Seems like almost every parent today knows that spanking is verboten. Everyone except that parent who says, “My father spanked me, and I turned out fine.” To him I want to say, You don’t remember how you felt while you were being spanked—the terror, the helplessness, the anger.
Working with parents for 40 years has demonstrated to me that parents spank because they don’t know what else to do that “really works.” It is out of their simmering frustration that they resort to harsh physical actions like spanking, slapping, even pinching, or holding a shoulder just that much too tightly. But it’s all spanking. And it screams helpless parent, regardless of the child’s age, tot or tween. You are showing your weakness.
Children do not need to cry, to be hurt, to be shamed, or to shout “uncle” in order to learn the lesson you are trying to impart. The discipline (from the Latin root word which means learning or teaching) that is needed should be just that–the lesson that teaches not to do that again. It is a lesson that cultivates self-discipline. The child needs to learn; he doesn’t need to be hurt or humiliated. In fact, a child in those heightened emotional states will not learn. Rather, he will be focused on his anger at you, what a mean, bad daddy you are, not even thinking about what he did.
Here are some tips for what to do when you feel like spanking:
- Get a grip on your own anger. Grit your teeth and admit that you feel like walloping your kid. Then commit not to do it.
- Remind yourself that this is an opportunity for you teach and for your child to learn. Often children have to do the wrong thing on their way to doing the right thing. And yes, for that there is a consequence.
- Let the child know that whatever the behavior was, you are stopping it. Remove the child from the scene of the crime.
- Say as little as possible. “There is no throwing balls in the living room!” using your low, slow, icy voice. Mean business.
- Remove and isolate your child to a safe place away from you and the scene. No words.
- The key is to DISENGAGE. Do not give your attention of any kind, negative or positive. Nothing.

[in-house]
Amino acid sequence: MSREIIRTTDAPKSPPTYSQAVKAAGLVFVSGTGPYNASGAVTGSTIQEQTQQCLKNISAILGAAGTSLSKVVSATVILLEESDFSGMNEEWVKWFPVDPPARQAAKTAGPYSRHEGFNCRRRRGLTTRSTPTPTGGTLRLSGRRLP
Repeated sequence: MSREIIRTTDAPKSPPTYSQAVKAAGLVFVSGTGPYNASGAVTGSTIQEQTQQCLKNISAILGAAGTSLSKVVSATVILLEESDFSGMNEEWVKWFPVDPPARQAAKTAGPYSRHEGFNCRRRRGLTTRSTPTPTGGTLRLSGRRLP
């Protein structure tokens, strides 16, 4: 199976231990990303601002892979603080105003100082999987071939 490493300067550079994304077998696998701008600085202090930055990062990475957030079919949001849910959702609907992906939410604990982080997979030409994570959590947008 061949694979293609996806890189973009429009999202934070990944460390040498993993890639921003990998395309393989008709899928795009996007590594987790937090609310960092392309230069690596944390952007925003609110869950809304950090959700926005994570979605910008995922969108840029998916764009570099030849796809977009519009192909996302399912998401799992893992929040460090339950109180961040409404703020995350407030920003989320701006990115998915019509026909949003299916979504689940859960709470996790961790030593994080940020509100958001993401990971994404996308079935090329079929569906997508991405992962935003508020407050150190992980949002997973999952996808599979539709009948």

- When you have both come back to planet earth, even as long as an hour later depending upon the age of the child (the younger the child, the shorter the time), do your revisit.
- Have a short, direct conversation (and it may be one sided) about what happened and what will happen as a result.
- For children seven years old and younger, have your logical consequence ready to impose. (Logical consequences are directly related to the misbehavior.) You showed me that you do not know how to use balls responsibly. So, you will not be able to use balls of any kind for the rest of the week. If necessary, be prepared to take the rest of the family out to play ball. He’ll feel it! So sorry you can’t play with us
- For children older than seven, in addition to the logical consequence, there might be a removal of privileges, or he might have to earn the money to help pay the cost of replacing the window. He gets it.
- Know that it takes time for the lesson to take hold. Much like microwave cooking, it needs a standing time to begin to sink in.
- There is no one size-fits-all answer. Your response must be crafted to the particular child and the infraction.
- Remember, parenting by imposing fear is neither healthy nor effective.
You and your child need to be on the same team. You are both trying to get him to the same place, the place of making thoughtful, good choices for himself. And the very first chance you get, catch him doing the right thing. Praise works better than punishment and a whole lot better than spanking.